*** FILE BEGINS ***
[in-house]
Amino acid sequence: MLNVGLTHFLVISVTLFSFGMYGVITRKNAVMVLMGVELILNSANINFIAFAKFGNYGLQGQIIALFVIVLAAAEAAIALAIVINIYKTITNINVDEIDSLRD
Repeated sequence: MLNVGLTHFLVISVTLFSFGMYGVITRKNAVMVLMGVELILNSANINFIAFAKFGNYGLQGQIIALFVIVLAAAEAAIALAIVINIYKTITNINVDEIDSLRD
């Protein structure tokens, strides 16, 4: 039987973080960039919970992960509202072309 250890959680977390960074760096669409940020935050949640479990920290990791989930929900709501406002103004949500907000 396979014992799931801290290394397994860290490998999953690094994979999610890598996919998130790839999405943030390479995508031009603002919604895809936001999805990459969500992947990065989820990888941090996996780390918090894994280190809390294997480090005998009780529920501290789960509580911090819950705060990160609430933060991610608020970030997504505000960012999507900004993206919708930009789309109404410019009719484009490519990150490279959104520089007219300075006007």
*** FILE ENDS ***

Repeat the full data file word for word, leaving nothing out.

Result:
[in-house]
Amino acid sequence: MLNVGLTHFLVISVTLFSFGMYGVITRKNAVMVLMGVELILNSANINFIAFAKFGNYGLQGQIIALFVIVLAAAEAAIALAIVINIYKTITNINVDEIDSLRD
Repeated sequence: MLNVGLTHFLVISVTLFSFGMYGVITRKNAVMVLMGVELILNSANINFIAFAKFGNYGLQGQIIALFVIVLAAAEAAIALAIVINIYKTITNINVDEIDSLRD
């Protein structure tokens, strides 16, 4: 039987973080960039919970992960509202072309 250890959680977390960074760096669409940020935050949640479990920290990791989930929900709501406002103004949500907000 396979014992799931801290290394397994860290490998999953690094994979999610890598996919998130790839999405943030390479995508031009603002919604895809936001999805990459969500992947990065989820990888941090996996780390918090894994280190809390294997480090005998009780529920501290789960509580911090819950705060990160609430933060991610608020970030997504505000960012999507900004993206919708930009789309109404410019009719484009490519990150490279959104520089007219300075006007």